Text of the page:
Main benefits of Geekbot Sentiment when it comes to measuring team happiness:
- Simple and low-effort approach. Once Geekbot Sentiment is set up, the tool will do everything automatically in the background. No more hours spent on crafting polls or planning 1o1 sessions.
- Accurate happiness tracking. Geekbot Sentiment analyzes people’s responses indirectly through NLP and semantic analysis — it allows you to see what’s really behind every reply and helps to eliminate “canned” feedback or interpretation biases.
- Notice patterns. Geekbot accumulates sentiment data over time so that you can start seeing patterns in team happiness and use the data to keep your team happy and productive [more on that in the case study below]
- Measure team happiness on a scale. Geekbot analyzes responses from all your employees, letting you spot when issues are affecting your whole team, not only its individual members.
Case Study: Using Geekbot Sentiment To Restore Team Morale
We can think of many ways to make the most of Geekbot Sentiment. But one of our favorite examples is how a remote team used it to restore morale when things were getting tough.
The remote team in question was focused on a SaaS-marketing project. They had been working on it for a couple of years, then one day, the company founders noticed how the developers were seemingly disengaged during a brainstorming session.
They were offering fewer ideas. They demonstrated less enthusiasm for new features. And they were simply disinterested in improving the product — but while the general feeling of dwindling morale was visible, it was hard to pinpoint the exact source of the problem.
Thankfully, the team was already using Geekbot to run daily stand ups in Slack. And when the Geekbot Sentiment feature was released, the founder knew he had to try it right away.
He added the question, “How was your day?” for developers to answer every day. And while he didn’t notice any change for a couple of weeks; by week three, the founder tweaked a certain pattern emerge in the Team Happiness Dashboard:
Every two weeks, on a Monday, there was a plunge in team happiness metric. There was only one major event that was taking a place at the same time: Sprint Planning session. Upon further investigation it turned out that the marketing lead, who was also recently assigned as a product owner, was regularly adding more tasks to the Sprint backlog than the team was able to comfortably finish during the Sprint.
Because of that, the development team was regularly failing to meet Sprint objectives over and over, which negatively affected their morale. After the problem was explained to the marketing lead, one of the key rules of Sprint was reinstated: the team was evaluating and defining their Sprint tasks by themselves.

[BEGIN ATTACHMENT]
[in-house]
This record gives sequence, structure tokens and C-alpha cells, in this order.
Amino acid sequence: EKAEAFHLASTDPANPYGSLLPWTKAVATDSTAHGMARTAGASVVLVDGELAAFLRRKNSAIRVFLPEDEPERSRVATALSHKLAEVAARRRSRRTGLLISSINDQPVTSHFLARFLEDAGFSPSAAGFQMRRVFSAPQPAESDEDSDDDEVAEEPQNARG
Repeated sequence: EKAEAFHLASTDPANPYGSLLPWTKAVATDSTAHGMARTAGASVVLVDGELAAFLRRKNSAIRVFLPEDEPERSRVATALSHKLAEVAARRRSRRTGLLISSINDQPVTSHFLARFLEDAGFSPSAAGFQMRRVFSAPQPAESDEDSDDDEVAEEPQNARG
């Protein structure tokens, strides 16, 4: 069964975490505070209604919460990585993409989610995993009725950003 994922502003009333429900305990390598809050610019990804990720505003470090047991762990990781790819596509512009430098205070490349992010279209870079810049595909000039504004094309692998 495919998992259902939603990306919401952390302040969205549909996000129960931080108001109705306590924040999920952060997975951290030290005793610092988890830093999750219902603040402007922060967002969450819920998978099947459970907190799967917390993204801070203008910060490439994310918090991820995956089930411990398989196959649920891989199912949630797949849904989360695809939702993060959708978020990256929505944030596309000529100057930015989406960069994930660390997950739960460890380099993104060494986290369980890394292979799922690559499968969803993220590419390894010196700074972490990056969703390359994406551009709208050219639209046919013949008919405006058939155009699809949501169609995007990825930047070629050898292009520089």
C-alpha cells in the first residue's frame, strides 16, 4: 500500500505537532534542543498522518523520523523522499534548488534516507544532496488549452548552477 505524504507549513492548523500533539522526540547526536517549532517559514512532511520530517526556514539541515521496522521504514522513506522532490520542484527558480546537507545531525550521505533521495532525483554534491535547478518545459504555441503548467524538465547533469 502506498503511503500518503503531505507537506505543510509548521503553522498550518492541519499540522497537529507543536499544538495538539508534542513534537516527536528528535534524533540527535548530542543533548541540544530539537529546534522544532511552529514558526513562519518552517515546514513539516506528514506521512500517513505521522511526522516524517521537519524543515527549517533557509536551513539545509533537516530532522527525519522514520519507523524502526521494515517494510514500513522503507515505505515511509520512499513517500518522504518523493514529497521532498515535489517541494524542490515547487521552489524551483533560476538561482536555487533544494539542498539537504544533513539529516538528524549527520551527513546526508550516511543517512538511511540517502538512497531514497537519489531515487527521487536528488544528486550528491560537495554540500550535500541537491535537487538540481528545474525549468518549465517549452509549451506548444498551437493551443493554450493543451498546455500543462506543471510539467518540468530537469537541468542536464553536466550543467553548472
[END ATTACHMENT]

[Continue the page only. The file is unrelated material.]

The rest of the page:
Within a month the team’s morale was restored, which led to increased productivity during the Sprint, more active brainstorming sessions, and a sudden boost in customer satisfaction and NPS scores.
How Gitlab Uses Geekbot To Encourage Team Well-being
Geekbot can do more than restore team morale. It can help build personal connections, even when teams sit as far apart as Syndey and the West Coast.
Just look at how Jean de Plessis, manager of several remote teams at GitLab, uses another Geekbot function to help his teams connect. Jean noticed the GitLab developers lacked any visible internal bonds: mainly because the teams never actually see each other in person. He heard of feelings of isolation, and consequently, he saw motivation start to wane.
But he was finding it hard to keep his finger on the pulse of his team’s wellbeing in a remote setting: and if one individual was experiencing a personal issue, it could easily go unnoticed. Jean needed a way to become aware of any problems so that he could step in and help.
He decided to place the Geekbot Wellness template front-and-center of his strategy. And he got Geekbot to ask the following check-in question in Slack at the start of each week:
“What’s your RAG status? (Red, Amber, Green). Feel free to share more context with the team.”
(Side-bar: RAG status works just like a traffic light — green is positive, red is negative, and amber sits somewhere in between.)
Once Jean has the answers, he can quickly scan the colors and see if a teammate is feeling down, unmotivated, or close to their limits. He can then act on this information and offer support where needed.
The strategy has proven particularly effective as teammates use the check-in to express their feelings and make sure they’re heard — while they feel motivated by the fact their manager is taking an active interest in their emotional wellbeing.
After all: it only takes a few words of encouragement to turn someone’s day around and re-energize them.
Team Happiness Is an Ongoing Effort
Making your team happy is not a one-time thing — it’s an ongoing activity. But it’s well-worth the effort. Knowing when your team is happy and proactively making sure it stays that way allows your team to operate at their maximum efficiency.
Prior to that measuring your team happiness was not an easy task. Luckily, with advances in sentiment analysis, we can measure team happiness levels not only effortlessly, but more accurately than ever.
Sentiment is part of Geekbot, a Slack bot that helps remote teams to operate at their maximum efficiency and reduce the number of useless meetings to zero.
The best part? You don’t need to spend a single dollar to check whether Geekbot works for your team. Try it free for 30 days and let us know about your results!